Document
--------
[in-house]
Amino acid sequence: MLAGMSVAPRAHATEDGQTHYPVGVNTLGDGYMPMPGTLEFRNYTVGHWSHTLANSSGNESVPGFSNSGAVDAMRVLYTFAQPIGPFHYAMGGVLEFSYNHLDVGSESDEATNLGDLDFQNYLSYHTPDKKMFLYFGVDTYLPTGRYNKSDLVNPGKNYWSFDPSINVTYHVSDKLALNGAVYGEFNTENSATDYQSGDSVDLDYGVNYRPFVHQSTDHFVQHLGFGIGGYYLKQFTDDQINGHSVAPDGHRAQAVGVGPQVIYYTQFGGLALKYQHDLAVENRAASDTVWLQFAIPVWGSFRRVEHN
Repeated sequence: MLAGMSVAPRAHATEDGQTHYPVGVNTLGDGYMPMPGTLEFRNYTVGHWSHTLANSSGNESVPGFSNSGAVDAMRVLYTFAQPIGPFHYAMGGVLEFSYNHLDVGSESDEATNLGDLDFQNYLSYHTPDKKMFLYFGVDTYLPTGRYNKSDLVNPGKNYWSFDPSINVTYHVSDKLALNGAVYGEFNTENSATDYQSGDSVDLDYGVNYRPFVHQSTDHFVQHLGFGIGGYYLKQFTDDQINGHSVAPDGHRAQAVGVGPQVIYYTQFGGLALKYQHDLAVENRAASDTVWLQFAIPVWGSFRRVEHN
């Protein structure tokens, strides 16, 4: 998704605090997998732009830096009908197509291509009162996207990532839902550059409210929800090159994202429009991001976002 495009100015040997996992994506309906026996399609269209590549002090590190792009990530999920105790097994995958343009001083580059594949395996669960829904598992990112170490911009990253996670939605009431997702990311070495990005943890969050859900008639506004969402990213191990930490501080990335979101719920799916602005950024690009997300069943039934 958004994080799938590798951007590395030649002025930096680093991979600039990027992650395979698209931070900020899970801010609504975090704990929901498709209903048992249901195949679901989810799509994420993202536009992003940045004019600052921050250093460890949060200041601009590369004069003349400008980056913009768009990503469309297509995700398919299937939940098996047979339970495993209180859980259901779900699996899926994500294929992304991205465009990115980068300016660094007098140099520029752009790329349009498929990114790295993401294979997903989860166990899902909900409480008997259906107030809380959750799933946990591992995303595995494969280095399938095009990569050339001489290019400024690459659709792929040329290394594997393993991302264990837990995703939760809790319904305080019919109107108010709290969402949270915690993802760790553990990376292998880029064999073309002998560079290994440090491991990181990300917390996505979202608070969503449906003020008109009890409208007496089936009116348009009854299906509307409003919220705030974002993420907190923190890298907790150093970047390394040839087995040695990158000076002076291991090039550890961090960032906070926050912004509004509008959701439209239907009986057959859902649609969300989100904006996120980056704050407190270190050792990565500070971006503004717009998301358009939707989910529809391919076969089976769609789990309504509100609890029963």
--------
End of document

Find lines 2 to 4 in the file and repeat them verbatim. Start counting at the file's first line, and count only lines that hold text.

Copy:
Amino acid sequence: MLAGMSVAPRAHATEDGQTHYPVGVNTLGDGYMPMPGTLEFRNYTVGHWSHTLANSSGNESVPGFSNSGAVDAMRVLYTFAQPIGPFHYAMGGVLEFSYNHLDVGSESDEATNLGDLDFQNYLSYHTPDKKMFLYFGVDTYLPTGRYNKSDLVNPGKNYWSFDPSINVTYHVSDKLALNGAVYGEFNTENSATDYQSGDSVDLDYGVNYRPFVHQSTDHFVQHLGFGIGGYYLKQFTDDQINGHSVAPDGHRAQAVGVGPQVIYYTQFGGLALKYQHDLAVENRAASDTVWLQFAIPVWGSFRRVEHN
Repeated sequence: MLAGMSVAPRAHATEDGQTHYPVGVNTLGDGYMPMPGTLEFRNYTVGHWSHTLANSSGNESVPGFSNSGAVDAMRVLYTFAQPIGPFHYAMGGVLEFSYNHLDVGSESDEATNLGDLDFQNYLSYHTPDKKMFLYFGVDTYLPTGRYNKSDLVNPGKNYWSFDPSINVTYHVSDKLALNGAVYGEFNTENSATDYQSGDSVDLDYGVNYRPFVHQSTDHFVQHLGFGIGGYYLKQFTDDQINGHSVAPDGHRAQAVGVGPQVIYYTQFGGLALKYQHDLAVENRAASDTVWLQFAIPVWGSFRRVEHN
């Protein structure tokens, strides 16, 4: 998704605090997998732009830096009908197509291509009162996207990532839902550059409210929800090159994202429009991001976002 495009100015040997996992994506309906026996399609269209590549002090590190792009990530999920105790097994995958343009001083580059594949395996669960829904598992990112170490911009990253996670939605009431997702990311070495990005943890969050859900008639506004969402990213191990930490501080990335979101719920799916602005950024690009997300069943039934 958004994080799938590798951007590395030649002025930096680093991979600039990027992650395979698209931070900020899970801010609504975090704990929901498709209903048992249901195949679901989810799509994420993202536009992003940045004019600052921050250093460890949060200041601009590369004069003349400008980056913009768009990503469309297509995700398919299937939940098996047979339970495993209180859980259901779900699996899926994500294929992304991205465009990115980068300016660094007098140099520029752009790329349009498929990114790295993401294979997903989860166990899902909900409480008997259906107030809380959750799933946990591992995303595995494969280095399938095009990569050339001489290019400024690459659709792929040329290394594997393993991302264990837990995703939760809790319904305080019919109107108010709290969402949270915690993802760790553990990376292998880029064999073309002998560079290994440090491991990181990300917390996505979202608070969503449906003020008109009890409208007496089936009116348009009854299906509307409003919220705030974002993420907190923190890298907790150093970047390394040839087995040695990158000076002076291991090039550890961090960032906070926050912004509004509008959701439209239907009986057959859902649609969300989100904006996120980056704050407190270190050792990565500070971006503004717009998301358009939707989910529809391919076969089976769609789990309504509100609890029963």